The display of your text expressions is handled either via your local tex installation, or if there is some issue with that, via the mimetex binary shipped with Moodle.

If your display, then, is problematic, I would suggest reviewing the docs on the tex filter and use the debug page to review your tex installation.

If you find issues with your tex install, I would post in a thread focusing on debugging tex, not in the algebra filter thread, though subscription is by forum, so everyone subscribed to this forum will see your post no matter where you post it....

I'm trying to get the quadratic formula in the algebra filter.

http://www.sosmath.com/algebra/quadraticeq/quadraformula/quadraformula.html

As you can see I'm not getting the result I want:

@@@(-b+sqrt(b^2-4ac))/(2a)@@@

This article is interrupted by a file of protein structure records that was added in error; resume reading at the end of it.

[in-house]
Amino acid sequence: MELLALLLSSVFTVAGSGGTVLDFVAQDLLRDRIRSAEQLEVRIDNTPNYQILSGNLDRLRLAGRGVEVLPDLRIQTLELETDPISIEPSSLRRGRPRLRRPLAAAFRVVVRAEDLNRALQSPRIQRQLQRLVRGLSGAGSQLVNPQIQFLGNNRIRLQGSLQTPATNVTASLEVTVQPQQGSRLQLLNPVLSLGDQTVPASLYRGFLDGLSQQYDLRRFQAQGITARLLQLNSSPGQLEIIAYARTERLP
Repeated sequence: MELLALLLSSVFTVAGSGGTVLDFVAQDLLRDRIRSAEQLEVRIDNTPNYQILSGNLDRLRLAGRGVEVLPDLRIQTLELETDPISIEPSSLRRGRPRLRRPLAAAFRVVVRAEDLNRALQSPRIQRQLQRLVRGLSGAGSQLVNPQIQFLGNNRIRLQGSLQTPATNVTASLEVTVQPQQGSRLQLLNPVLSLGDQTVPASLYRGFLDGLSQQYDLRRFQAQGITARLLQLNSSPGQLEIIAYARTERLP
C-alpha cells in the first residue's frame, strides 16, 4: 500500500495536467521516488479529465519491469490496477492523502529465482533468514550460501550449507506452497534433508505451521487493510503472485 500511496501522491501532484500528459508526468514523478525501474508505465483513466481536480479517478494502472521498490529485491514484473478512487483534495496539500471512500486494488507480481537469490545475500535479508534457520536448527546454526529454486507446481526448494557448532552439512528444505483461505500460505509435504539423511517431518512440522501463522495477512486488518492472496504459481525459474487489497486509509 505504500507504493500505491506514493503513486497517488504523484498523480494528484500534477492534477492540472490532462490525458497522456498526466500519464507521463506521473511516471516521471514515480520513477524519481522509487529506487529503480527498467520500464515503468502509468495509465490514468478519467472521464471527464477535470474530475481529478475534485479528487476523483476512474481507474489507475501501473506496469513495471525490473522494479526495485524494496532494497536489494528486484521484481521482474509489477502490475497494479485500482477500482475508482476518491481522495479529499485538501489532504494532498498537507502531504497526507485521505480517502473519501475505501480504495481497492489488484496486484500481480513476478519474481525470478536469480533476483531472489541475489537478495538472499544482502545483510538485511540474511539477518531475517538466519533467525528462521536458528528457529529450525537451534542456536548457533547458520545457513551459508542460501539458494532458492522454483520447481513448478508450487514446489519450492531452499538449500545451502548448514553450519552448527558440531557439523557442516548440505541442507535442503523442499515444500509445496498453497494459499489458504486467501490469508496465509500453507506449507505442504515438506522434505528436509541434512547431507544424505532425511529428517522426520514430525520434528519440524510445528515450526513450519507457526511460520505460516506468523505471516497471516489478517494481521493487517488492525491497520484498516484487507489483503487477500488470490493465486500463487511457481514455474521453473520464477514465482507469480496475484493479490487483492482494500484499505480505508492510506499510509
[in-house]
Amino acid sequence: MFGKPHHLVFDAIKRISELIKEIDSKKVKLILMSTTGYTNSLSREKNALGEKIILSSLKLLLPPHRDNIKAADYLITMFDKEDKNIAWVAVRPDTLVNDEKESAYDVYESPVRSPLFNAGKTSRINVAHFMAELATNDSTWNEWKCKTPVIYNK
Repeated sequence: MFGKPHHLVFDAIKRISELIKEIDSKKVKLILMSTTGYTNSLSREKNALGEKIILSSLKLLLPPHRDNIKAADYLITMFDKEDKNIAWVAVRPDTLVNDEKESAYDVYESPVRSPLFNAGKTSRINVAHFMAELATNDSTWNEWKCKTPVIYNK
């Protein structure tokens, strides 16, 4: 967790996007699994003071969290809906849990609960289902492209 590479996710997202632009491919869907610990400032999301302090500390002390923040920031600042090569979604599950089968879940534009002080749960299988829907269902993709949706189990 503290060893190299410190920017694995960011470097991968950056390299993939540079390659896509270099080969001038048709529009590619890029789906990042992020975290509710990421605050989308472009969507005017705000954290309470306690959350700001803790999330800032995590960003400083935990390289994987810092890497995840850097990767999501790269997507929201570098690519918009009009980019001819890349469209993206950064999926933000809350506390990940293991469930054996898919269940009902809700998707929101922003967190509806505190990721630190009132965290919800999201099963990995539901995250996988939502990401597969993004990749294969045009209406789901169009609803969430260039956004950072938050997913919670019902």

gives

@@(-b+sqrt(b^2-4ac))/(2a)@@

I am looking for a complete list of what is possible using the algebra filter. Is the set of examples above complete? I intend to use Moodle in a caclulus II class and I was thinking TeX may be too much to require.

Hi, I've tried to input these algebra syntax in different activities such as Resource, Chat, Forum, Journal, etc. But they all show up like as I input, @@x^2@@ instead of math output. Could you tell me how to make it interpret as a math notation?

Thanks very much,

Fei

Hello, I want to know if this syntax suports matrix, in order to write something like this:

| 0 0 1 2 |

| 1 2 1 1 |

| 3 3 2 1 |

| 1 2 3 1 |

thank a lot

hello Zig

Is there a book, manual, file giving all the possible algebra syntaxes?

thank you

Georges

Since Moodle translates Algebra notation to LaTeX, I recommend that you use the LaTeX language with the TeX filter. LaTeX is an international language, not a local dialect, and there are millions of good LaTeX references on the Web.

Don't wait for Zbigniew Fiedorowicz to reply. He is no longer subscribed to this forum.

Sir good day:

Please help me how to write subscript in moddle quiz. I want to write that in Multiple choice space not on the feedback space.

Thank you

Jerry